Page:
An amphora. A fish cake. Two different kinds of camels. All these things and more—a funicular!—can now be found on your emoji keyboard. Lately, I’ve found myself scrutinizing the tiny cartoon bowls of soup my friends send me and wondering, “Is she suggesting we go out for udon or ramen?” There are too many emojis, and they have made my phone as difficult to navigate as an overstocked dollar store.
On Monday, the Unicode Consortium, the nonprofit corporation that works on translating alphabets into code, reviewed the emoji applicants for Unicode 11.0, which are scheduled for release in June 2018. The list of candidates includes some very reasonable options: a foot, a skateboard, a broom. The vast majority, however, range from too specific to bizarrely specific. There is a hippopotamus, a microbe, and a whole series of disembodied hairlines. Are these emojis, or the broken-down parts of a Kenny Scharf painting?
One of the emoji candidates generating the most controversy is a flat woman’s shoe. This addition was proposed by the director of a Bay Area–based PR firm, Florie Hutchinson, who explains that the default shoe, a bright-red stiletto, is both sexist and unrealistic. That’s certainly true. But she’s missing the stiletto emoji’s, well, point.
It is incontrovertible that women should have many footwear options in the real world. We should consider, however, allowing emoji land to be one place where we allow this painful, patriarchal shoe to live on. Emojis are symbols rather than literal renderings, and following certain visual conventions makes them more legible. It is also true that we do not all drive sedans or eat apples with leaves on the stems, but we accept these little drawings as universally acknowledged representations, the better for us to communicate comprehensibly with one another.
Size is also a factor. An emoji is a very small graphic, meant to be read along with text. They are not displayed large enough for close examination, and it’s more important that the image reads quickly and clearly than that it is finely detailed. A stiletto is a clear and unmistakable shoe, scannable at any size, as opposed to the more amorphous blobs that make up a brogue or sneaker.
Though Hutchinson raises concerns about women only having heeled options when they select an emoji, there’s also a sneaker that isn’t assigned to a gender. Moreover, the stiletto is not specifically designated for women in the Unicode system. It’s actually the default suggestion for both male and female iPhone users when they type in “shoe.” The lack of prescription here suggests that the stiletto is there more to represent a shoe—any shoe—than it is to neatly fit a user profile.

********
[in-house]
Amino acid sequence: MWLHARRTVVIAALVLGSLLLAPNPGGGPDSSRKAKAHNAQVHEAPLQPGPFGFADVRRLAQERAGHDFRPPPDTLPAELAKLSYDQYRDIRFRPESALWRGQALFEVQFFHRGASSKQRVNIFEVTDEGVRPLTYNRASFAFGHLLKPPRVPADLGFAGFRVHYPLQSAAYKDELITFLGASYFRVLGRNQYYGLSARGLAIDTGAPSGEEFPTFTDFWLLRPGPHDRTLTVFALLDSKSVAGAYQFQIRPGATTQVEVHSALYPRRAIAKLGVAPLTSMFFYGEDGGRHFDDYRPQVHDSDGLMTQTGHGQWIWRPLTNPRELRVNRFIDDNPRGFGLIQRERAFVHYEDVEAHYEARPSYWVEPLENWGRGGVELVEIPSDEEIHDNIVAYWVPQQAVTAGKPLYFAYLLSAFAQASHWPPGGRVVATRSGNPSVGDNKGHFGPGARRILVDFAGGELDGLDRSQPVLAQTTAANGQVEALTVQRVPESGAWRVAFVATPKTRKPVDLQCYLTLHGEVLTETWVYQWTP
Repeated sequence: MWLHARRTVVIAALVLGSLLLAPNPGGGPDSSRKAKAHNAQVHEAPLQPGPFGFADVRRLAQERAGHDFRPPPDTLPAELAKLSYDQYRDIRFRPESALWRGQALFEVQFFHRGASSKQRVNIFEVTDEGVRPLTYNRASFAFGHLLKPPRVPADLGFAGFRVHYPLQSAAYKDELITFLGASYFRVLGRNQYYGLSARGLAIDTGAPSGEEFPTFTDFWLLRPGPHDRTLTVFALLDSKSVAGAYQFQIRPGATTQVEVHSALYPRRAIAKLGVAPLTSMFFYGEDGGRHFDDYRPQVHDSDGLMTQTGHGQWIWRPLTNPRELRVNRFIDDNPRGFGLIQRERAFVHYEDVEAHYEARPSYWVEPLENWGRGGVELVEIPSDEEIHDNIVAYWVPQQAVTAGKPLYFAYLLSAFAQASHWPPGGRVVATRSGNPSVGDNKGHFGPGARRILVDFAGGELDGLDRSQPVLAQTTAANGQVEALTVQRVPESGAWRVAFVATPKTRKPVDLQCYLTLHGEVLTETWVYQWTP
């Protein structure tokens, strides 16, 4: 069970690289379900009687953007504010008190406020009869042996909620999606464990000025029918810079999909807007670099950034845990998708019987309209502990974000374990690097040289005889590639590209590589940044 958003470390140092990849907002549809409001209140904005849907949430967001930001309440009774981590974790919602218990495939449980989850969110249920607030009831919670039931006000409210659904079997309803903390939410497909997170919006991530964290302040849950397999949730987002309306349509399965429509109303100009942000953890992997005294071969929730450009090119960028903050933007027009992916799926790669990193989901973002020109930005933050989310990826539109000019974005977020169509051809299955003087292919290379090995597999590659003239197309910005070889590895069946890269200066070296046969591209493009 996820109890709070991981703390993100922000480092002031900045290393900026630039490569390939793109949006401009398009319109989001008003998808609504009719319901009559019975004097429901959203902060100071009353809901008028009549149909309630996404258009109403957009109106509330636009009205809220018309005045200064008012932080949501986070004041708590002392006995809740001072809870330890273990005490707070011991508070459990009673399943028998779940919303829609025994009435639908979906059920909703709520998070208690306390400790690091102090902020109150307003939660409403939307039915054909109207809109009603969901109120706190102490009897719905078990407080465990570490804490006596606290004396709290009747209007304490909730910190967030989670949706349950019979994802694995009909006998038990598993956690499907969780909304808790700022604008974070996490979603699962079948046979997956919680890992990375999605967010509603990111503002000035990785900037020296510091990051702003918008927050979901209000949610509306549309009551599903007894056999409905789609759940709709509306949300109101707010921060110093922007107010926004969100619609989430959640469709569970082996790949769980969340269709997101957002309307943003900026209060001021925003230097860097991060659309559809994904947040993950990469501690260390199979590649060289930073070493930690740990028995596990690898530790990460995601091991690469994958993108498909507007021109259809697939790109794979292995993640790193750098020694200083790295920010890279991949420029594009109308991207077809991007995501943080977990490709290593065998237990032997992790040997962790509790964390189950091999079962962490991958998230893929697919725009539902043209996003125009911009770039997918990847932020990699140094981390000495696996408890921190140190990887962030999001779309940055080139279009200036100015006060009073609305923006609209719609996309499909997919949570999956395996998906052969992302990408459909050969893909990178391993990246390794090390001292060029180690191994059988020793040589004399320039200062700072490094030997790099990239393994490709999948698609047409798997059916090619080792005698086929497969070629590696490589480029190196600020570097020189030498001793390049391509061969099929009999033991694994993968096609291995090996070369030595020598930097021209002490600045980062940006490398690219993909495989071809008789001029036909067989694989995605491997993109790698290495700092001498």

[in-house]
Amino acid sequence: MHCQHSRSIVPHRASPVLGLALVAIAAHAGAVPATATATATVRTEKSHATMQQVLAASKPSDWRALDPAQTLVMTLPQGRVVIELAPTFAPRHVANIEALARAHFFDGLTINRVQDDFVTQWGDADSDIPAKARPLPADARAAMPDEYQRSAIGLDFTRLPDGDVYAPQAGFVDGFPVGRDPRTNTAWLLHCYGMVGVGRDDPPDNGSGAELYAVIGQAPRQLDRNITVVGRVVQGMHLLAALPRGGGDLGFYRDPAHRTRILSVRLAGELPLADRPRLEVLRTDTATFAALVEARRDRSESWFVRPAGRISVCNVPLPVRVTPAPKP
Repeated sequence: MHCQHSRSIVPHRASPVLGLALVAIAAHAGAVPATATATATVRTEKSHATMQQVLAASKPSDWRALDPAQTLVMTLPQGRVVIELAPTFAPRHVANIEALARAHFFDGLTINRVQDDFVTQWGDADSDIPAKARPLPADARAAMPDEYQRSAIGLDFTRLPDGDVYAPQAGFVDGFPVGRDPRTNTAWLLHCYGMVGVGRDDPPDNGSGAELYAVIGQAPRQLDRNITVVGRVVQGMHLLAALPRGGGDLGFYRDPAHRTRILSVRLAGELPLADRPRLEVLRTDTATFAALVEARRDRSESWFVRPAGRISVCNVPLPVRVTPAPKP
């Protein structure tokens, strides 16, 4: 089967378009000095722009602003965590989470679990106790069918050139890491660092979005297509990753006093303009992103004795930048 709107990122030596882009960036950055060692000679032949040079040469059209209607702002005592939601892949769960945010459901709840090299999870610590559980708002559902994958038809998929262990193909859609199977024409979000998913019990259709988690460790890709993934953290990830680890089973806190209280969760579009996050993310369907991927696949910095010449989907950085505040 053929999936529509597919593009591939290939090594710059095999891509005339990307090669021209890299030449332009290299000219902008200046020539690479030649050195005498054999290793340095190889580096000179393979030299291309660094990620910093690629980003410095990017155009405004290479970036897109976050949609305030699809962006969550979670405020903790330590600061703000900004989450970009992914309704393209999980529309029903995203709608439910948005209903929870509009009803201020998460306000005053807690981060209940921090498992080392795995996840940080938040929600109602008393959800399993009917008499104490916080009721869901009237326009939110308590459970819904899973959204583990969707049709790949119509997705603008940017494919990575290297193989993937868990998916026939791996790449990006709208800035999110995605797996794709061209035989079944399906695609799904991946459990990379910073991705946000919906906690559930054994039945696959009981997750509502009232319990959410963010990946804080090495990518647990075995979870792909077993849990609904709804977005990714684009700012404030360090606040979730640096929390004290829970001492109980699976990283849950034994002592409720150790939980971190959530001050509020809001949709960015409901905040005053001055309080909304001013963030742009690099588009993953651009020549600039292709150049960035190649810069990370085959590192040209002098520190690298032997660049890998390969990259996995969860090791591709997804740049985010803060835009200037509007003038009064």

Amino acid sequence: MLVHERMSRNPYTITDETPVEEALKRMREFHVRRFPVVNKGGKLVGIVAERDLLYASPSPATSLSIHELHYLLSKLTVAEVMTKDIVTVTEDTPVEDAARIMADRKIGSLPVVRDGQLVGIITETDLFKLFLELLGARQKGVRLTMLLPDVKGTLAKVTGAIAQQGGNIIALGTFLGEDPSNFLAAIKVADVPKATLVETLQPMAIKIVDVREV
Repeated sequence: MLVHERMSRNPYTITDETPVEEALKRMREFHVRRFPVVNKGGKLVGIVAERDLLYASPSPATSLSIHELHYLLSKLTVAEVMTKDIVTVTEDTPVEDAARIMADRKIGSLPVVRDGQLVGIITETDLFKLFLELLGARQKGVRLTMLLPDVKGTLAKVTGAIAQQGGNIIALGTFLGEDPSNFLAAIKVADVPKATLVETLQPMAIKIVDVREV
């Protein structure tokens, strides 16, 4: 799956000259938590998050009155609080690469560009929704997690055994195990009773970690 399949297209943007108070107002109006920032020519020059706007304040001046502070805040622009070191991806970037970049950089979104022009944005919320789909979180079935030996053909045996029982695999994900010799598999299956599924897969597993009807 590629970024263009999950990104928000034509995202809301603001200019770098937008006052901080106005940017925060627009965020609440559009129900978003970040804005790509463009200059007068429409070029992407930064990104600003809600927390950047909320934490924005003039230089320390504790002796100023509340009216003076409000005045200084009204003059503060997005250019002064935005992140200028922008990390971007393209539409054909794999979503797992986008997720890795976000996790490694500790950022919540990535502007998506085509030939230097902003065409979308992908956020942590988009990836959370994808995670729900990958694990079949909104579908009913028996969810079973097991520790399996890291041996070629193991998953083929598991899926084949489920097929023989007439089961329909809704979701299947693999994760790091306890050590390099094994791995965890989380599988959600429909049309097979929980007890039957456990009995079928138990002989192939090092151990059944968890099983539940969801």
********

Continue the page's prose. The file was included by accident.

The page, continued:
At the root of the problem with emojis is a tension between representation and legibility. At first, Unicode intended for emojis to be simple and unpoliticized. In their guidelines, the organization warns against the overly specific and advises applicants, “don’t justify the addition of emoji because they further a ‘cause,’ no matter how worthwhile.” This would suggest that Unicode was looking for emojis to take a more passive, descriptive approach to language.
However, when Unicode first wrote the rules of conduct, it probably did not realize what a cultural touchstone emojis would become. Unicode is 26 years old, a relatively fusty old organization as far as Silicon Valley goes, and as time has passed, the group’s membership has diversified.
As more voices weigh in on what should and should not be included in each emoji expansion, we must distinguish between important changes, like the 2015 addition of a mosque and synagogue, versus less essential new emojis, like that variety of hairlines, which may help some users make a point about widow’s peaks and male pattern baldness, but mostly just clutters the emoji library.
If anything, we would be better off getting rid of emojis than adding them. Let’s forget the floppy disc, the handball player, and the endless phases of the moon. If we limit ourselves to one rice dish, a single type of cloud, and just one kind of hospital—the iconic, not the specific—our emoji use might suddenly become exciting, creative, and even personal again.
Having a Canadian flag emoji is dandy, but how much more satisfying is it to represent the country more viscerally—say, with a maple leaf, a snowy mountain, and a grinning face? Your undergraduate writing professor’s most shopworn advice is applicable here: Show, don’t tell. Why evoke love with two nondescript kissing faces when you can use a rose, a gemstone, and a celebratory horn blast? Just imagine where our creativity—that thing we use to complete the distance emojis can’t go—could take us. A lot further than how far one can walk in a pair of stylish ballet flats, no doubt.